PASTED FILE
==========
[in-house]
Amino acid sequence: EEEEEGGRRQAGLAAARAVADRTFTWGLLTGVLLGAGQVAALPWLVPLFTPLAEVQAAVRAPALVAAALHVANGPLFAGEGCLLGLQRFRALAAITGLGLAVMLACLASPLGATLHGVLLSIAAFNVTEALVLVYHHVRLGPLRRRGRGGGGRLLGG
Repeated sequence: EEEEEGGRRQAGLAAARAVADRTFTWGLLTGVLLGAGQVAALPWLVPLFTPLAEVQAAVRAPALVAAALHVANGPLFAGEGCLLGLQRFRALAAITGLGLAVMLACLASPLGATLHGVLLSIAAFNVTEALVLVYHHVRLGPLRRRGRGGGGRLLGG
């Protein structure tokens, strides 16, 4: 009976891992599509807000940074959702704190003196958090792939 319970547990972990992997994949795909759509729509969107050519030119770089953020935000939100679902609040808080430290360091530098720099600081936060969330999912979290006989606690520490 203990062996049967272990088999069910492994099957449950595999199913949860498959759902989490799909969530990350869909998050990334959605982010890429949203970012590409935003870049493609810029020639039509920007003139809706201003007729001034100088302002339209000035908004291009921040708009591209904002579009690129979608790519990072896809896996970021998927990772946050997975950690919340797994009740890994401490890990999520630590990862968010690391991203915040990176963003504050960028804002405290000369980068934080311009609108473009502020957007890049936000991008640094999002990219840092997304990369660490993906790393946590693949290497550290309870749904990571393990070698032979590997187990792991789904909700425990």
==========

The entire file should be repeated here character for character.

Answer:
[in-house]
Amino acid sequence: EEEEEGGRRQAGLAAARAVADRTFTWGLLTGVLLGAGQVAALPWLVPLFTPLAEVQAAVRAPALVAAALHVANGPLFAGEGCLLGLQRFRALAAITGLGLAVMLACLASPLGATLHGVLLSIAAFNVTEALVLVYHHVRLGPLRRRGRGGGGRLLGG
Repeated sequence: EEEEEGGRRQAGLAAARAVADRTFTWGLLTGVLLGAGQVAALPWLVPLFTPLAEVQAAVRAPALVAAALHVANGPLFAGEGCLLGLQRFRALAAITGLGLAVMLACLASPLGATLHGVLLSIAAFNVTEALVLVYHHVRLGPLRRRGRGGGGRLLGG
């Protein structure tokens, strides 16, 4: 009976891992599509807000940074959702704190003196958090792939 319970547990972990992997994949795909759509729509969107050519030119770089953020935000939100679902609040808080430290360091530098720099600081936060969330999912979290006989606690520490 203990062996049967272990088999069910492994099957449950595999199913949860498959759902989490799909969530990350869909998050990334959605982010890429949203970012590409935003870049493609810029020639039509920007003139809706201003007729001034100088302002339209000035908004291009921040708009591209904002579009690129979608790519990072896809896996970021998927990772946050997975950690919340797994009740890994401490890990999520630590990862968010690391991203915040990176963003504050960028804002405290000369980068934080311009609108473009502020957007890049936000991008640094999002990219840092997304990369660490993906790393946590693949290497550290309870749904990571393990070698032979590997187990792991789904909700425990």